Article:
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Commentary: Detroit can emerge like Rodriguez in "Searching for Sugarman"


About 15 years ago, someone told me that a man who was Billie Holiday’s alter ego, and had ghostwritten her classic memoir turned movie, “Lady Sings the Blues,”  was living in a little blue house in the Detroit area. That sounded interesting, so I went to see him.

His name was Bill Dufty, and I found out that not only was all that true, he also turned out to be the last husband of Gloria Swanson, the silent film star. What’s more, virtually nobody in the media knew about him. The Dalai Lama knew him, and so did Yoko Ono. But the media did not. His life was worth a book of its own.

Why did nobody know this fascinating man was in Detroit? Well, it‘s largely because as hard as we try to pretend otherwise, the news media are, in large part, stenographers for society’s institutions. Unless you run for office, commit a crime, get dragged into court, put on a concert or do something to call attention to yourself, you may never end up being “covered” in the news media.

I’ve spent most of my life in the Detroit area, and know there are countless other fascinating people beneath the radar. That’s why I wasn’t shocked by the Oscar-winning movie, “Searching for Sugarman.”

If you haven’t seen it by now, you should at least know the story.  The young people who struggled to overthrow apartheid in South Africa in the 1980’s were deeply inspired by a mysterious American singer they knew only as Rodriguez.

Everyone in South Africa believed he had committed suicide on stage. Years later, with the tools of the Internet, a couple of fans decided to see if they could flesh out the story. To their shock, they found him living in the slums of Detroit, doing demolition work to stay alive.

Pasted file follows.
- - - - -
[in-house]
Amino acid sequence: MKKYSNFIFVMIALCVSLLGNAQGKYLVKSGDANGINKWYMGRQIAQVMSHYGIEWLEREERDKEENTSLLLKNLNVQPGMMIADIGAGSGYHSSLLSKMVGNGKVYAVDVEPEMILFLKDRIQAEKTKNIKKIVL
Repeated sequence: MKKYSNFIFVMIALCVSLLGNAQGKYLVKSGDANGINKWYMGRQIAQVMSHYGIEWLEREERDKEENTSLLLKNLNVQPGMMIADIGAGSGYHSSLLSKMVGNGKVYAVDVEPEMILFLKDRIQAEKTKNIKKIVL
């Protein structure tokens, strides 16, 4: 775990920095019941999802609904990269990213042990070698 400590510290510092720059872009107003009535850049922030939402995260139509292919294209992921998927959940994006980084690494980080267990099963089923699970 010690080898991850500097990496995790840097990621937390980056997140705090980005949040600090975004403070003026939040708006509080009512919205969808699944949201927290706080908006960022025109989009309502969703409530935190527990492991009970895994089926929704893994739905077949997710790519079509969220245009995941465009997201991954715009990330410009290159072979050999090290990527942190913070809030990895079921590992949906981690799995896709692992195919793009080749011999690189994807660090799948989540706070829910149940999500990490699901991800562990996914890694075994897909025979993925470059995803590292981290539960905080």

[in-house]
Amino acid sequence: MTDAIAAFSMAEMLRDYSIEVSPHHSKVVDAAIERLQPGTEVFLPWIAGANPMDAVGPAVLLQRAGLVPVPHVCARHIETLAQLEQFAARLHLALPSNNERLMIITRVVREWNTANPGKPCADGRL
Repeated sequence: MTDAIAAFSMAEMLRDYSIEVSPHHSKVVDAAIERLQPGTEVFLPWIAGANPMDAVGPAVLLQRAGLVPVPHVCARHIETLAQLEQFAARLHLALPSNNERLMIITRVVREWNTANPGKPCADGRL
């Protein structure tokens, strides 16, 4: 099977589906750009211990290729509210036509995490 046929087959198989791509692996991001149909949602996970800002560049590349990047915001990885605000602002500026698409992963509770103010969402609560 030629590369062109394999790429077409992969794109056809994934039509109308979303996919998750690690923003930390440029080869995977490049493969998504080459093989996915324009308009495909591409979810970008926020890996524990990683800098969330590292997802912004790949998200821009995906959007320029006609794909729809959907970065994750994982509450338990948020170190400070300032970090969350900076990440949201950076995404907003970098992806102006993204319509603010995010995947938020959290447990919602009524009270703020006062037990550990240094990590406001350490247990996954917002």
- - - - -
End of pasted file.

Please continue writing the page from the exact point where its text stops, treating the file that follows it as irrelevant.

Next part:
He had no idea that he had sold half a million albums in South Africa. Mostly as a result of that movie, he now has a revitalized career, and is now, at age 70, touring the world and recording new material.

After I saw the movie, I immediately ordered his old albums, and found they were as good, or better than anything the early Bob Dylan had done. 

The bad news was that this talent was sidetracked for so long. The good news is that it’s never over till it’s over.

I like to hope that Rodriguez and his career are metaphors for Detroit. After all, he was born in the city, the child of immigrants. His father worked in a foundry; his mother died when he was a baby. After early promise, he fell on hard times, but became unimaginably successful in the end.

Detroit is about to go through some radical changes. But if Rodriguez can emerge from the shadows, maybe his city can. Incidentally, if you think Detroit’s troubles are new, here’s how one of Rodriguez’s songs begins:

“The mayor hides the crime rate, council woman hesitates
Public gets irate but forgot the vote date…
Garbage ain’t collected, women ain’t protected
Politicians using people they’re abusing …
And you tell me this is where it’s at”

He wrote that in 1969. Let’s hope someone writes a different song about Detroit a dozen years from now.

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